The next pastor of Cedar Springs and Long Cane was Rev. Alexander Porter. He was installed April 2, 1798. The congregations at this time were large. The membership was large
Mr. Porter continued pastor of Cedar Springs until 1813. The next year Mr. Porter moved with a number of his congregation to Ohio. For a number of years Cedar Springs was vacant and the church suffered just as her sister congregation of Long Cane, on account of a destitution of ordinances.
In the year 1817 Rev. John T. Pressly was ordained and installed pastor. This proved to be an excellent choice. Dr.
— Submitted July 19, 2009, by Brian Scott of Anderson, South Carolina.
Categories. • Churches & Religion •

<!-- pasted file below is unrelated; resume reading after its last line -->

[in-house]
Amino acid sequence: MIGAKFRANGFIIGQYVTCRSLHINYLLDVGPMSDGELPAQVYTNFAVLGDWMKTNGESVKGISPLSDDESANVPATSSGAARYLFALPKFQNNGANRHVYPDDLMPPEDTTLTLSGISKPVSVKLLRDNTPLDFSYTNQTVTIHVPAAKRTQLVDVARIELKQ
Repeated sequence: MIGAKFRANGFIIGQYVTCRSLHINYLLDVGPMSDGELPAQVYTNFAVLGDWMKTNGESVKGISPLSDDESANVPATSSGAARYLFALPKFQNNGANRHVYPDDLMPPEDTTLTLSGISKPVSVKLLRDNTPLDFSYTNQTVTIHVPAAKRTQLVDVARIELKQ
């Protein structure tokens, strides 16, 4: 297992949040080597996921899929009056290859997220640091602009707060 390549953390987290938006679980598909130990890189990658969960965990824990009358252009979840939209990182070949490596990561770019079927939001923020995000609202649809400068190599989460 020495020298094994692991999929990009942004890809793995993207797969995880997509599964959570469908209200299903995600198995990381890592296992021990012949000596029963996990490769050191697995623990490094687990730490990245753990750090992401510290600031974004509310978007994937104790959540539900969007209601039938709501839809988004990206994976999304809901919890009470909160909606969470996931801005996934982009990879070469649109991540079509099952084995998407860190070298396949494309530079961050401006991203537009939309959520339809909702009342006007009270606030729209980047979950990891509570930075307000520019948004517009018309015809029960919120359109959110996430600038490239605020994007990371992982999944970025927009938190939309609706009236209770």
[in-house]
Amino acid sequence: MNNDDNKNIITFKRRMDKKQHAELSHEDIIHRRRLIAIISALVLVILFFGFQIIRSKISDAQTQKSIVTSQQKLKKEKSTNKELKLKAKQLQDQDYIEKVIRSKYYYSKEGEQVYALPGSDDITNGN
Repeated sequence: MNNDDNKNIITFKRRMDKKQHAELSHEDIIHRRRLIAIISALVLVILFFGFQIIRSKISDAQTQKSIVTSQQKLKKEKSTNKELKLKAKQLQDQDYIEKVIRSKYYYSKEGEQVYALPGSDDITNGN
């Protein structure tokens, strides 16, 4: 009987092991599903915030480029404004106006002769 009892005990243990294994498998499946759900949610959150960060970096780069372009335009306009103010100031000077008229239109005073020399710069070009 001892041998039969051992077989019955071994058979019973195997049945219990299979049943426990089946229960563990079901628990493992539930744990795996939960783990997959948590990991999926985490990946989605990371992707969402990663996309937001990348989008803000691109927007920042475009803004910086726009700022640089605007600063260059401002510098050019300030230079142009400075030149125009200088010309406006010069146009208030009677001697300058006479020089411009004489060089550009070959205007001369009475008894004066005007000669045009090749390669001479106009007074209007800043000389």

Credits. This page was last revised on June 16, 2016. This page originally submitted on April 17, 2008, by Brian Scott of Anderson, South Carolina. This page has been viewed 5,427 times since then and 156 times this year. Photos: 1. submitted on July 13, 2008, by Harriet Creswell of Bradley, South Carolina. 2. submitted on April 17, 2008, by Brian Scott of Anderson, South Carolina. 3. submitted on July 13, 2008, by Harriet Creswell of Bradley, South Carolina. 4, 5, 6. submitted on July 19, 2009, by Brian Scott of Anderson, South Carolina. 7. submitted on April 18, 2008, by Brian Scott of Anderson, South Carolina. 8, 9. submitted on July 18, 2009, by Brian Scott of Anderson, South Carolina. 10. submitted on July 19, 2009, by Brian Scott of Anderson, South Carolina. 11. submitted on July 18, 2009, by Brian Scott of Anderson, South Carolina. 12. submitted on July 19, 2009, by Brian Scott of Anderson, South Carolina. 13, 14. submitted on July 18, 2009, by Brian Scott of Anderson, South Carolina. 15, 16, 17, 18, 19, 20, 21, 22, 23, 24. submitted on July 19, 2009, by Brian Scott of Anderson, South Carolina. 25. submitted on July 18, 2009, by Brian Scott of Anderson, South Carolina. 26, 27, 28, 29, 30. submitted on July 19, 2009, by Brian Scott of Anderson, South Carolina. 31, 32, 33. submitted on March 25, 2011, by Brian Scott of Anderson, South Carolina. 34, 35, 36, 37, 38. submitted on July 19, 2009, by Brian Scott of Anderson, South Carolina. 39, 40, 41, 42, 43, 44, 45, 46. submitted on March 25, 2011, by Brian Scott of Anderson, South Carolina. 47. submitted on April 4, 2011, by Harriet Creswell of Bradley, South Carolina. 48. submitted on May 22, 2011, by Harriet Creswell of Bradley, South Carolina. • Craig Swain was the editor who published this page.